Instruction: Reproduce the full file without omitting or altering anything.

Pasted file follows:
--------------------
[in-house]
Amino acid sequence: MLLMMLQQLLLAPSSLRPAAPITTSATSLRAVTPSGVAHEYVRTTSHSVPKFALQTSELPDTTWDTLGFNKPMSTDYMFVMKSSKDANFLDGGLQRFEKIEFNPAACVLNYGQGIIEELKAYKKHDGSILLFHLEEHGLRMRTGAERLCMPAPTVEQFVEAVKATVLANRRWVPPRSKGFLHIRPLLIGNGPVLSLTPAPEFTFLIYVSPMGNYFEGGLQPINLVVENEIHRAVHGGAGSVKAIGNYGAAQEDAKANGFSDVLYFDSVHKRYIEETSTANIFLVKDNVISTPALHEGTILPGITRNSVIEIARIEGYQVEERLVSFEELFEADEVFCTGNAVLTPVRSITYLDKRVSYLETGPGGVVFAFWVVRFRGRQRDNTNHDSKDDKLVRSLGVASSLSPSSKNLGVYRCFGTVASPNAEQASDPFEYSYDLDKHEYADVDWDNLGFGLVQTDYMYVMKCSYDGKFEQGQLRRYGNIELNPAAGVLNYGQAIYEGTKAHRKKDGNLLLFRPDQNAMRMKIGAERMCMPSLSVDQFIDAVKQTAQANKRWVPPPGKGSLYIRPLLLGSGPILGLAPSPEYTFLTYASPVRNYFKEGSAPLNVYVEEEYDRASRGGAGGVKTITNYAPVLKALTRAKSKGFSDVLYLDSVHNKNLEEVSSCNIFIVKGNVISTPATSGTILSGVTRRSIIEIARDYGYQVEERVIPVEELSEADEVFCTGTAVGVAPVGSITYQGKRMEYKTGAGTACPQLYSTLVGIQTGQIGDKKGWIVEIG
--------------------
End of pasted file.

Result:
[in-house]
Amino acid sequence: MLLMMLQQLLLAPSSLRPAAPITTSATSLRAVTPSGVAHEYVRTTSHSVPKFALQTSELPDTTWDTLGFNKPMSTDYMFVMKSSKDANFLDGGLQRFEKIEFNPAACVLNYGQGIIEELKAYKKHDGSILLFHLEEHGLRMRTGAERLCMPAPTVEQFVEAVKATVLANRRWVPPRSKGFLHIRPLLIGNGPVLSLTPAPEFTFLIYVSPMGNYFEGGLQPINLVVENEIHRAVHGGAGSVKAIGNYGAAQEDAKANGFSDVLYFDSVHKRYIEETSTANIFLVKDNVISTPALHEGTILPGITRNSVIEIARIEGYQVEERLVSFEELFEADEVFCTGNAVLTPVRSITYLDKRVSYLETGPGGVVFAFWVVRFRGRQRDNTNHDSKDDKLVRSLGVASSLSPSSKNLGVYRCFGTVASPNAEQASDPFEYSYDLDKHEYADVDWDNLGFGLVQTDYMYVMKCSYDGKFEQGQLRRYGNIELNPAAGVLNYGQAIYEGTKAHRKKDGNLLLFRPDQNAMRMKIGAERMCMPSLSVDQFIDAVKQTAQANKRWVPPPGKGSLYIRPLLLGSGPILGLAPSPEYTFLTYASPVRNYFKEGSAPLNVYVEEEYDRASRGGAGGVKTITNYAPVLKALTRAKSKGFSDVLYLDSVHNKNLEEVSSCNIFIVKGNVISTPATSGTILSGVTRRSIIEIARDYGYQVEERVIPVEELSEADEVFCTGTAVGVAPVGSITYQGKRMEYKTGAGTACPQLYSTLVGIQTGQIGDKKGWIVEIG